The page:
I had never seen a camel so close. I saw it at the zoo, it's true, but never so close that I could touch it. Arriving in Al-Khazneh, or "The Treasury", one of Petra's most famous monuments, there are camels and Bedouins inviting tourists to take a ride everywhere. A ride of about one hour can cost you something close to US$ 70, which means, in my case, it is necessary to write a lot of content to give yourself such an eccentric gift. Traveling on a budget, definitely, the camel ride would stay for another time...
The fact that I didn’t make the ride, however, didn't stop me from being enchanted with those animals. They are huge and extremely friendly. I confess that I still don’t know if I was more delighted to see the Treasure (which is also a real scene of the Indiana Jones jumping into your eyes) or the camels with their colorful saddles. At one point, I saw a small cute caramel camel, which seemed extremely docile. On its side, there was a Bedouin who seems to own the animal. When I approached him, I asked if I could cuddle such a beautiful animal. The Bedouin nodded. "Does he have a name?" I asked. "Yes, Abu. He's only 5 years old and he's almost a puppy. " Just like a cub, Abu is huge, and his head and neck are more than half my height.
When I put my hands on its neck and start cuddling, Abu brings me his head to do the same. I melt in front of the camel. Without realizing it, I begin to speak with Abu in Portuguese, my mother language, as if I was talking with a real baby. Suddenly, I realize that it was a group of Bedouins laughing right behind me and saying something to the other Bedouin who had told me about Abu.
One of the Bedouins who was in the group approaches and introduces himself. His name is Solomon and he wants to know who I am and what I am doing in Petra. I say that I am a Brazilian tourist visiting. I get a little embarrassed to explain to him that I had never seen a camel before. I also say that I loved these animals since I had read a book about a woman crossing the Australian outback desert with three camels.
I tell Solomon that I didn’t imagine that they had so much personality and were so difficult to be tamed. Solomon answers me "Oh! That’s true!!" And laugh. Solomon owns the camels and tamer them. He was born in Petra and lives today on the tours he takes with tourists. "Have you ever ridden a camel?" He asks me. "Never!" I reply. "So, you need to take a ride, girl!". "Sorry, Solomon, but it's too expensive for me. I can’t.". He just looks at me and says, "Let's go!"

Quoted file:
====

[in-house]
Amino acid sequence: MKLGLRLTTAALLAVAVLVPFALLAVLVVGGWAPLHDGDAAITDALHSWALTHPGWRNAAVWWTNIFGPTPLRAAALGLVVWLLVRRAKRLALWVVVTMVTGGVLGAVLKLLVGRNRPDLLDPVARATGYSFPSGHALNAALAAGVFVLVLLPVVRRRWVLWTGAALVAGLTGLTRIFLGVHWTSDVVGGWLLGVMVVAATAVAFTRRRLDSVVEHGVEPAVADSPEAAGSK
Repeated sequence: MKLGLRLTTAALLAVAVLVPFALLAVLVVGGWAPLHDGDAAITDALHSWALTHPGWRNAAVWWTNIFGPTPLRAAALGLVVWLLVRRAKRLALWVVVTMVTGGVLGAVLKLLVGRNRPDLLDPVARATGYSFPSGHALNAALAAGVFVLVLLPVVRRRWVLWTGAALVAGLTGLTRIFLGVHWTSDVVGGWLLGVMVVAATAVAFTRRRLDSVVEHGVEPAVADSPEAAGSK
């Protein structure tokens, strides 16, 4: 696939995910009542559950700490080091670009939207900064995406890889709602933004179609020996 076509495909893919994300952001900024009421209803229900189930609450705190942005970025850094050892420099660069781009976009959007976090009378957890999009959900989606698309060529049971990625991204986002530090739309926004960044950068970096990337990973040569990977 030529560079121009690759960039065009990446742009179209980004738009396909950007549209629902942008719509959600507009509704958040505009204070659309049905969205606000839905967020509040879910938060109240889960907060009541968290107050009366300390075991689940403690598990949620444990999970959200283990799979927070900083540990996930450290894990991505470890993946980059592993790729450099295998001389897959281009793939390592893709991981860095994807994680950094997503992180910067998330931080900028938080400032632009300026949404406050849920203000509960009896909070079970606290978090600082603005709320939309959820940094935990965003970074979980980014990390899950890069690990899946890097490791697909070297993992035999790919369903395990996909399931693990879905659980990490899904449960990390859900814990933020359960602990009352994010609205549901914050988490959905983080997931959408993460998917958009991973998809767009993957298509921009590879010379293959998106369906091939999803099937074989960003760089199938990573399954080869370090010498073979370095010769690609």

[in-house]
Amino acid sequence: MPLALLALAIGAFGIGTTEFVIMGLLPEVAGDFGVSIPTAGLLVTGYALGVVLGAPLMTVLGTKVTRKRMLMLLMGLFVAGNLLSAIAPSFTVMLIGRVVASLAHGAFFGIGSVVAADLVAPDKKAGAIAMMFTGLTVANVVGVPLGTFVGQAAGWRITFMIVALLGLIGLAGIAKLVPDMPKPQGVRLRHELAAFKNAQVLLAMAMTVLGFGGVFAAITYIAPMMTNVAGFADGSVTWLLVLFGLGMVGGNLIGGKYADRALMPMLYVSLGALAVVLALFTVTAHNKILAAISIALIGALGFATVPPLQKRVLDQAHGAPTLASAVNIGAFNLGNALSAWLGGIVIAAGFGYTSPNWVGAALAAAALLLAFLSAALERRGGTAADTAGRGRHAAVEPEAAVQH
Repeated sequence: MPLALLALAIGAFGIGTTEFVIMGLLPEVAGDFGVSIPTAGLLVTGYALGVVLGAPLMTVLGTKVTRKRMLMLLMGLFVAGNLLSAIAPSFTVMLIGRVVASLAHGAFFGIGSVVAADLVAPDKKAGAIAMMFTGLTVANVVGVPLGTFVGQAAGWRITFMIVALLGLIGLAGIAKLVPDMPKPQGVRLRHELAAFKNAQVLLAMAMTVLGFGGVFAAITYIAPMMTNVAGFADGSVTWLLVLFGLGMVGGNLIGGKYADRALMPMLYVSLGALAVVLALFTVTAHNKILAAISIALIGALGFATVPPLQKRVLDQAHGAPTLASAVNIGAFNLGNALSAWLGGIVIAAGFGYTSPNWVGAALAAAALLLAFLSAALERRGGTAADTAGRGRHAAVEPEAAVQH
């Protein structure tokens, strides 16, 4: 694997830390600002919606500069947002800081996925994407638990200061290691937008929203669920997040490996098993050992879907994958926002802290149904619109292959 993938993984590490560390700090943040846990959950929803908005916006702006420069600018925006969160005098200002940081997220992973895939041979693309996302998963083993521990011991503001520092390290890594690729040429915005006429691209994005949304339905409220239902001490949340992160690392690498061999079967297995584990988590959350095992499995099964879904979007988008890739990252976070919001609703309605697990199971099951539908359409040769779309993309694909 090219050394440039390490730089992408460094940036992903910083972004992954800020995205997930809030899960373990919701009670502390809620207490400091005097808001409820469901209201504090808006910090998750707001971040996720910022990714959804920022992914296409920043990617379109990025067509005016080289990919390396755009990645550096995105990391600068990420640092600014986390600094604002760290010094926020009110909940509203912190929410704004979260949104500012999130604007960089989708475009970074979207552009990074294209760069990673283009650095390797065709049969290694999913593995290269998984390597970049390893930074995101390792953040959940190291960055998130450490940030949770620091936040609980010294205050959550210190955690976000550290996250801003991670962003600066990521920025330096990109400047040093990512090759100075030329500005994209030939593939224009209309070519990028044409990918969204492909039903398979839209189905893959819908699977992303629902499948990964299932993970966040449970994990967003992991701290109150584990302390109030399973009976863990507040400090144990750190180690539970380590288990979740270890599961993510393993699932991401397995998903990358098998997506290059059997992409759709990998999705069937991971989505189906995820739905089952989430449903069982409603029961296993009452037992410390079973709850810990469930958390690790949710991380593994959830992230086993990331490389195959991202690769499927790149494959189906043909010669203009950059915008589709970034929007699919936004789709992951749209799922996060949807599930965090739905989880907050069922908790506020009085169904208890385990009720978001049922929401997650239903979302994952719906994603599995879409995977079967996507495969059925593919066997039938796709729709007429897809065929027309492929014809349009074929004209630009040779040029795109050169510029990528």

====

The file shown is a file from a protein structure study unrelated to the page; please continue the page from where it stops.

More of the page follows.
I quickly respond, afraid to get caught up in a trap. "Look, Solomon, I know it's your job and I do not like to exploit people's work, I really don’t have money, and ..." Solomon then interrupts me "Mam, Bedouins don’t make friends for money!" Immediately Solomon gives a command to Abu. The camel descends on its two front legs and then places the two hindquarters on the ground. My chin immediately drops. Seeing that I'm astonished, Solomon takes my bag off my shoulder and fits into the saddle, helping me up. "Hold on now!" And in another command, Abu raises from the ground carrying my sixty-three pounds of purest perplexity.
At the front Solomon goes with his black camel and behind me, three other Bedouins follow us. I am escorted as a princess around Petra! I don’t want to abuse and after half an hour I ask to go down. Solomon brings me back to the hall of Al-Khazneh and gives the same commands for Abu to put me on the safe ground. I have no words to thank that man and cannot hide my emotion for his generosity. I ask you to hug him and take a picture. Solomon stands in front of his black camel. Bedouins do not make friends for money. Even because certain things in this life are priceless!
(PS: After posting pictures of Bedouins on Instagram, a lady come to me and said there are a group of Bedouins who actually are scammers on Petra and every woman should be aware. I can’t say anything about it because that wasn’t my experience. However, being a woman and traveling solo I must emphasize the message: girls! take care!)
(Petra, Jordan, 2017)